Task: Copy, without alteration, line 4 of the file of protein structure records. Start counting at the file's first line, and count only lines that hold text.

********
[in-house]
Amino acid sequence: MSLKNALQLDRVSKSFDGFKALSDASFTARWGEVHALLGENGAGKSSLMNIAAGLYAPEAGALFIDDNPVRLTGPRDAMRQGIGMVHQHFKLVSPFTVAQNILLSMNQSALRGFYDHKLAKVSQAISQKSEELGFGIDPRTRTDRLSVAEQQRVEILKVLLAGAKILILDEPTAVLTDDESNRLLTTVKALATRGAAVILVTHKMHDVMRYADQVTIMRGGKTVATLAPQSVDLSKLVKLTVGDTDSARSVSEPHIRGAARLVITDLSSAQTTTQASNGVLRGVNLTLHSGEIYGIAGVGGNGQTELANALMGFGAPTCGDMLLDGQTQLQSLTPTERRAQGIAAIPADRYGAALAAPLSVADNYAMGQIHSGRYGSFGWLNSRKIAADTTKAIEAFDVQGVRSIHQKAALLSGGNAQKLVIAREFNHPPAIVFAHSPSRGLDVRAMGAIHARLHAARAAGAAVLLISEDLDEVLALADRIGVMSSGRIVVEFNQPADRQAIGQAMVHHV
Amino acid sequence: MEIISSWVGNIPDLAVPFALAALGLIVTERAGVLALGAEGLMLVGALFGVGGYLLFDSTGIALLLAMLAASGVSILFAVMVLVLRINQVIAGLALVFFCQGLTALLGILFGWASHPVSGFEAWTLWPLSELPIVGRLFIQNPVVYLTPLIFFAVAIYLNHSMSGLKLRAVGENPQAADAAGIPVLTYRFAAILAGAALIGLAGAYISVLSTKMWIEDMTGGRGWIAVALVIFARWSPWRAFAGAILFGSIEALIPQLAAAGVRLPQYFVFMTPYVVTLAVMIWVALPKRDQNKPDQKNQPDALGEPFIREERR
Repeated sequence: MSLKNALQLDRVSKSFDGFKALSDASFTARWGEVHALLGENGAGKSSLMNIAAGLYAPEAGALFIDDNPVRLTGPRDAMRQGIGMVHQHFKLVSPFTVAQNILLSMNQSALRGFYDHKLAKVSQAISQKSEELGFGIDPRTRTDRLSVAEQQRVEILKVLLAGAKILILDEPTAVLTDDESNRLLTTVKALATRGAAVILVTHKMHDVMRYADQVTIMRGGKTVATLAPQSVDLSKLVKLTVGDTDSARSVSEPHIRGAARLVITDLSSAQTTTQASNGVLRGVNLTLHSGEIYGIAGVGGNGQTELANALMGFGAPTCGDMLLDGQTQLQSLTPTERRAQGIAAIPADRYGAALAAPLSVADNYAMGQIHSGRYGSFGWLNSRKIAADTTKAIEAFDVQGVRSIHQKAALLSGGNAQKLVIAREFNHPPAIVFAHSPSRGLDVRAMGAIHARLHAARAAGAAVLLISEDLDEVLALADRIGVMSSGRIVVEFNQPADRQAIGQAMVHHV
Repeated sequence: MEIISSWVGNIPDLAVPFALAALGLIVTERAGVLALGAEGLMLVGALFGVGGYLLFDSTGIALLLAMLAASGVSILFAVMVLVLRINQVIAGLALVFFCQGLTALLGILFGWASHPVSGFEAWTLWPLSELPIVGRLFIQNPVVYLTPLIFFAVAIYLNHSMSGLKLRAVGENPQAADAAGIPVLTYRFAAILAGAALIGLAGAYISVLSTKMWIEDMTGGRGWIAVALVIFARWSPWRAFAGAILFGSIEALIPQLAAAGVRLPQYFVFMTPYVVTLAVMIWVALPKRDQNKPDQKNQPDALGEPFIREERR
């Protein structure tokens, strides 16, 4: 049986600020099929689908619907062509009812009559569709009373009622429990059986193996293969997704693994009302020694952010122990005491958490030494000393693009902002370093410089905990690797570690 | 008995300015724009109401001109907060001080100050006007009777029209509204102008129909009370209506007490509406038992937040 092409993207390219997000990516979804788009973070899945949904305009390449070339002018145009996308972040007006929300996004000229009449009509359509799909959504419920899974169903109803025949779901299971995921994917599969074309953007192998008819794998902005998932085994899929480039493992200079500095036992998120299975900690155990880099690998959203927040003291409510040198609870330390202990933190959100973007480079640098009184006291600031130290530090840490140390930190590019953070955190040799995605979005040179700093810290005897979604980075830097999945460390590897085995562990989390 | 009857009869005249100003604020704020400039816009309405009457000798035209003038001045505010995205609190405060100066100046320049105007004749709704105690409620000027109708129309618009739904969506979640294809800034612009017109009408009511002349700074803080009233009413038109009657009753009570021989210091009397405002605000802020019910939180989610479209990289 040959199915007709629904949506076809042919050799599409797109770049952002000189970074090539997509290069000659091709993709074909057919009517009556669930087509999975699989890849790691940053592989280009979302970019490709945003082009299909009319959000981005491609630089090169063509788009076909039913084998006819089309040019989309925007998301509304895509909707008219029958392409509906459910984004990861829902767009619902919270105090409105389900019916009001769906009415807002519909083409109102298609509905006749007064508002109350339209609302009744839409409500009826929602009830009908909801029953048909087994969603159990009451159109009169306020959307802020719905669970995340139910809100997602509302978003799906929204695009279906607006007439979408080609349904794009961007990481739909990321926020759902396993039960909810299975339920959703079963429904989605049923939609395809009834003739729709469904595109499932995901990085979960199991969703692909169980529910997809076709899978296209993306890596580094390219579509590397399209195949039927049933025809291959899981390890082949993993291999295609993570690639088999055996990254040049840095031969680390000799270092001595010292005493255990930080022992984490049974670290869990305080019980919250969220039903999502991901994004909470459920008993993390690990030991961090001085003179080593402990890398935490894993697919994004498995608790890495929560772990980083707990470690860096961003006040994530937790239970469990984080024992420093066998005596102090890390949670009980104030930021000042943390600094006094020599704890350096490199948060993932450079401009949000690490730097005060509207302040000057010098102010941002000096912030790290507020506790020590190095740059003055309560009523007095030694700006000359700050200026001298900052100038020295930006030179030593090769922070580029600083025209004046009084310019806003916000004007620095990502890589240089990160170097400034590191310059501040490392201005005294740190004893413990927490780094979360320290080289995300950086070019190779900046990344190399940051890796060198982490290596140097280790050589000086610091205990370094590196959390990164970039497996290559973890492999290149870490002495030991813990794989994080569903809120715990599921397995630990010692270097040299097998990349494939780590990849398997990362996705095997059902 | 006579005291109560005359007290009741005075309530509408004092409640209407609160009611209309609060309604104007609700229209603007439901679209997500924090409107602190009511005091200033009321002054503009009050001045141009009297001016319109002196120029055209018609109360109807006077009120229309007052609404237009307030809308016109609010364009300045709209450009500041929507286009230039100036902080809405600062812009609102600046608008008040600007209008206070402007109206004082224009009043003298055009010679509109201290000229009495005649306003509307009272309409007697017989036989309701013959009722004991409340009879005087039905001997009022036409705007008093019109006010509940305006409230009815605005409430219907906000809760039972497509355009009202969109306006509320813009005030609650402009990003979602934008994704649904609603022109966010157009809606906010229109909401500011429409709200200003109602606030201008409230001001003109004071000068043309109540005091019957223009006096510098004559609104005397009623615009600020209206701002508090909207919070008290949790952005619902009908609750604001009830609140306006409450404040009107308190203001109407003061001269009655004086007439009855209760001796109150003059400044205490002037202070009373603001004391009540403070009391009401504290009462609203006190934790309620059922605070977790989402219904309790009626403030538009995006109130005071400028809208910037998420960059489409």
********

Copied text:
Repeated sequence: MSLKNALQLDRVSKSFDGFKALSDASFTARWGEVHALLGENGAGKSSLMNIAAGLYAPEAGALFIDDNPVRLTGPRDAMRQGIGMVHQHFKLVSPFTVAQNILLSMNQSALRGFYDHKLAKVSQAISQKSEELGFGIDPRTRTDRLSVAEQQRVEILKVLLAGAKILILDEPTAVLTDDESNRLLTTVKALATRGAAVILVTHKMHDVMRYADQVTIMRGGKTVATLAPQSVDLSKLVKLTVGDTDSARSVSEPHIRGAARLVITDLSSAQTTTQASNGVLRGVNLTLHSGEIYGIAGVGGNGQTELANALMGFGAPTCGDMLLDGQTQLQSLTPTERRAQGIAAIPADRYGAALAAPLSVADNYAMGQIHSGRYGSFGWLNSRKIAADTTKAIEAFDVQGVRSIHQKAALLSGGNAQKLVIAREFNHPPAIVFAHSPSRGLDVRAMGAIHARLHAARAAGAAVLLISEDLDEVLALADRIGVMSSGRIVVEFNQPADRQAIGQAMVHHV